Use municipal web sites to look for links to other important areas of activity and influence in your community. Use the City of Madison web site (see box at right) as a general guide to the types of information you might find to identify sources of power and influence in your own community. Examples include:
Print resource directories are available for the Madison area that include names, institutions, and organizations of interest:
Don't overlook the importance of personal contacts. In smaller communities in particular, social groups and "units of power" may be quite informal (the group that meets for coffee every Tuesday morning at the local coffee shop). Talk to the local police chief, the school principal, the local minister, and the town clerk. Ask your local public librarian. Don't be afraid to pick up the phone. Sometimes the quickest, most efficient route to the information you need is a phone call.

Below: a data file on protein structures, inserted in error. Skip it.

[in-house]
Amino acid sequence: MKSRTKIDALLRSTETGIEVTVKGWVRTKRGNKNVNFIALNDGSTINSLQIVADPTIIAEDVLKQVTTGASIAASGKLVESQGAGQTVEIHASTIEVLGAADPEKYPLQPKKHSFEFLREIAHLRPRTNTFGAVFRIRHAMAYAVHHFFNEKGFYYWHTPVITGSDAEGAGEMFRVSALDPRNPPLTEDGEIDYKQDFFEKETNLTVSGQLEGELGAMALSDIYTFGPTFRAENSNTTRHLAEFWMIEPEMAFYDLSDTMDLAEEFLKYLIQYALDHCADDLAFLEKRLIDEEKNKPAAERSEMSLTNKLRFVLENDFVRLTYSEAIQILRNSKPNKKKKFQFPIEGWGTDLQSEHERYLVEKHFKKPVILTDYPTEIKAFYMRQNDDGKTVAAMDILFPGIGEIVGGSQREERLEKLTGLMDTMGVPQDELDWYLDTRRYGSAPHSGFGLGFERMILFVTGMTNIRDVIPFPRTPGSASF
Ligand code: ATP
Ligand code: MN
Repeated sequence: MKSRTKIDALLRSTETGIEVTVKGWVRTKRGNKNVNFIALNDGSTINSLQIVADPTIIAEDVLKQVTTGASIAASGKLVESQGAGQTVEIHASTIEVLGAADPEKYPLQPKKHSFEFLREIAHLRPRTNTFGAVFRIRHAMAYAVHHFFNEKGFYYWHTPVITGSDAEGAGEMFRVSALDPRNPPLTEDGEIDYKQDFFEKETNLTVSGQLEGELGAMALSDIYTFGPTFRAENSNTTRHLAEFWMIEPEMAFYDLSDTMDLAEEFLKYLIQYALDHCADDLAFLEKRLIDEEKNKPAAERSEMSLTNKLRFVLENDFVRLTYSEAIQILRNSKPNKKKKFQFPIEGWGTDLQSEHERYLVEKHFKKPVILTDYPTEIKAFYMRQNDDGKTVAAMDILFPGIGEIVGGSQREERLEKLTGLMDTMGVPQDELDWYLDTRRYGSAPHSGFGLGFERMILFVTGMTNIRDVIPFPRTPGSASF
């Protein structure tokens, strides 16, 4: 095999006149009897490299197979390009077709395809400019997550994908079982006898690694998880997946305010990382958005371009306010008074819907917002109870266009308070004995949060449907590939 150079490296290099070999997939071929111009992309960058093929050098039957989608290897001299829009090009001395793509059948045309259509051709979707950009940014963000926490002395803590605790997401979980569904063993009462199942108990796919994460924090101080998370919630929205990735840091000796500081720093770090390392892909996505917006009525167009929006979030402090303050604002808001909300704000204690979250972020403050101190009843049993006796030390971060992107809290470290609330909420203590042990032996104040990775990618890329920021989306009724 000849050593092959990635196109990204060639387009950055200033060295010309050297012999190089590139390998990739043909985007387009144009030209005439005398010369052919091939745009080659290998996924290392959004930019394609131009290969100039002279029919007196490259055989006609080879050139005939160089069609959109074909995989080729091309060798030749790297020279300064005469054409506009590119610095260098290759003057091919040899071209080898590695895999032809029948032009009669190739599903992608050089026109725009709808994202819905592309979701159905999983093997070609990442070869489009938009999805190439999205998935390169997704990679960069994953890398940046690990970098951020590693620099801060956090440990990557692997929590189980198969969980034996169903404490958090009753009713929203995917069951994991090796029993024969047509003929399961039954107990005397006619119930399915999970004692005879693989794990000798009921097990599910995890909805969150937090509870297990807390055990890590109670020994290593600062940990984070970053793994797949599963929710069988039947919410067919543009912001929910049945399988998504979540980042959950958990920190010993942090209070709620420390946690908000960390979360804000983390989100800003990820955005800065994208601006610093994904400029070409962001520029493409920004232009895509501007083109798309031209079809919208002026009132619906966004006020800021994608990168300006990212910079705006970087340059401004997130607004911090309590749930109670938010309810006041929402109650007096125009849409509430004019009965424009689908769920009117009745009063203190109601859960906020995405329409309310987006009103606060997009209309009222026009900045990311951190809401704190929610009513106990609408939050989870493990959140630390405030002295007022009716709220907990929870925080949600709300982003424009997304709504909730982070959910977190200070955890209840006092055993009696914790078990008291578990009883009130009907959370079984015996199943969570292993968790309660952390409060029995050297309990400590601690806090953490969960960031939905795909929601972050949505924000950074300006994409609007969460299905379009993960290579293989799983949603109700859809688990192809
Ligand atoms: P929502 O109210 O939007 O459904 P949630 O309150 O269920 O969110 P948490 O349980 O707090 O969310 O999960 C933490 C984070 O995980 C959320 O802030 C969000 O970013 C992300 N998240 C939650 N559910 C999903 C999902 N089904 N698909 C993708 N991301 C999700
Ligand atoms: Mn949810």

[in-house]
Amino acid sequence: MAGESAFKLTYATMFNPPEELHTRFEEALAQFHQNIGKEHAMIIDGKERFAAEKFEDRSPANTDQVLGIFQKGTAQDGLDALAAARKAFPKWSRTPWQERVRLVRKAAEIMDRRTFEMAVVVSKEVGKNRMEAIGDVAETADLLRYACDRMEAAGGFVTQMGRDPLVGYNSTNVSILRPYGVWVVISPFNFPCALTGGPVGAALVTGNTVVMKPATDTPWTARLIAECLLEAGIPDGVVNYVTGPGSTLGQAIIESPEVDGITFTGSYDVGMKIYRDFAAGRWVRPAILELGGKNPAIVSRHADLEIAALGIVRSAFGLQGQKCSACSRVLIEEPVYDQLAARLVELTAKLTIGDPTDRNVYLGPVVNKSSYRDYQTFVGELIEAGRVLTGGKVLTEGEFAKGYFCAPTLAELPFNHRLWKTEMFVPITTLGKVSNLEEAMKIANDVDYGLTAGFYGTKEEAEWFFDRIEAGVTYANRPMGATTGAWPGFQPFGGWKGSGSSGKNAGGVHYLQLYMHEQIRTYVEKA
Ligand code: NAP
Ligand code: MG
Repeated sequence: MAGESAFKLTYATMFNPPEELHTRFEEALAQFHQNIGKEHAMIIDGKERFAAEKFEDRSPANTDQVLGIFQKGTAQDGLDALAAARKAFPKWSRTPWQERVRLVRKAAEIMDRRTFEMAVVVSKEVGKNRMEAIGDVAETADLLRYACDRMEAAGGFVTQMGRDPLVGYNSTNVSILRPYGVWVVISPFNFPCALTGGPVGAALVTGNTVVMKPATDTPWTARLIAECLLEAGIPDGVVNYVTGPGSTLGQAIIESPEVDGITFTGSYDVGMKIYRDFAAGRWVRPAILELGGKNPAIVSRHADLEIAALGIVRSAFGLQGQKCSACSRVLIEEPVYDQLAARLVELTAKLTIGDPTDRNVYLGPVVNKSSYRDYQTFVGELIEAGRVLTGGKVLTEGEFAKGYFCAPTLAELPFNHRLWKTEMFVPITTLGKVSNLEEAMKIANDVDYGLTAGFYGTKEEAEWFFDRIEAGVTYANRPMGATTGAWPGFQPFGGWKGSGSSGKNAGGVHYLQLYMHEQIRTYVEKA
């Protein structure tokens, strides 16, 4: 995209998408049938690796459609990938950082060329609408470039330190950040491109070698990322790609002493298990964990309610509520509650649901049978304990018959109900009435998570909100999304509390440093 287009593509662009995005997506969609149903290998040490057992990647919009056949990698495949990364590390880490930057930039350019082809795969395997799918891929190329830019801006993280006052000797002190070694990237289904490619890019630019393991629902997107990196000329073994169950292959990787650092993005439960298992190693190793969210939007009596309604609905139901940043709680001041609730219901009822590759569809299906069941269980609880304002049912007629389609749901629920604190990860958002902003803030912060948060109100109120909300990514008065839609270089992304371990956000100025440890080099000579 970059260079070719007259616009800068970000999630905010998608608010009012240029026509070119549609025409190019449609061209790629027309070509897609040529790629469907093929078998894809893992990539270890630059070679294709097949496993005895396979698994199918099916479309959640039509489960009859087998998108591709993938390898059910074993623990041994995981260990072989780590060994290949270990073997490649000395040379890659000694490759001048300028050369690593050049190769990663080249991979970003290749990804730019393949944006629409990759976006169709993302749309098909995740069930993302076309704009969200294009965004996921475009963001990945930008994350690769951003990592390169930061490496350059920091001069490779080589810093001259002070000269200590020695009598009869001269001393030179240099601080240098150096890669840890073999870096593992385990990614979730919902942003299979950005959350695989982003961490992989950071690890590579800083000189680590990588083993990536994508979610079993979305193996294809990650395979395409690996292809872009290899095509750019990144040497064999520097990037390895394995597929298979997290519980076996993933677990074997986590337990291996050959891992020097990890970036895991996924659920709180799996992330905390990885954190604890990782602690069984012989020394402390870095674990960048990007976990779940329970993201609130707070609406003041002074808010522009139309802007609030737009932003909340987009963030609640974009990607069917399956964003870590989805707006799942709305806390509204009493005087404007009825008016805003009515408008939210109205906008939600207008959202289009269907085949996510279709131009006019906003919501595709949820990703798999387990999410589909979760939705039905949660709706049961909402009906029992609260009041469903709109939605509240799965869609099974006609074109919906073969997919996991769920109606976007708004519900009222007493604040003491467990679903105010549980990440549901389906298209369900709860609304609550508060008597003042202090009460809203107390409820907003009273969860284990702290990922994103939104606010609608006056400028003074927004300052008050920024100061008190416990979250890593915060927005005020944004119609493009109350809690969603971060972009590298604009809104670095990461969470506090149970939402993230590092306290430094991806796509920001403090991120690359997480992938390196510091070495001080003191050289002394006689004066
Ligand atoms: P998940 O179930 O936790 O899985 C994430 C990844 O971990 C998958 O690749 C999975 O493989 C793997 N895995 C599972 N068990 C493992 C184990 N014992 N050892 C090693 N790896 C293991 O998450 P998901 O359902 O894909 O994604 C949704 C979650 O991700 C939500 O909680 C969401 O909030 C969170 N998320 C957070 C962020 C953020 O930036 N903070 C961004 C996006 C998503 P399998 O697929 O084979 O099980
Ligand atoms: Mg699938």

Scanning the local media and following local news stories from print, radio/TV or web sources is an excellent way to get a sense of who's who in your community. Make note of announcements of appointments to various boards and committees in government, education, the arts, business, etc.
Join census information & geography with these online mapping programs:
Determine your neighborhood boundaries using an online mapping guide.
Determining local residency can be challenging. The following types of resources can help: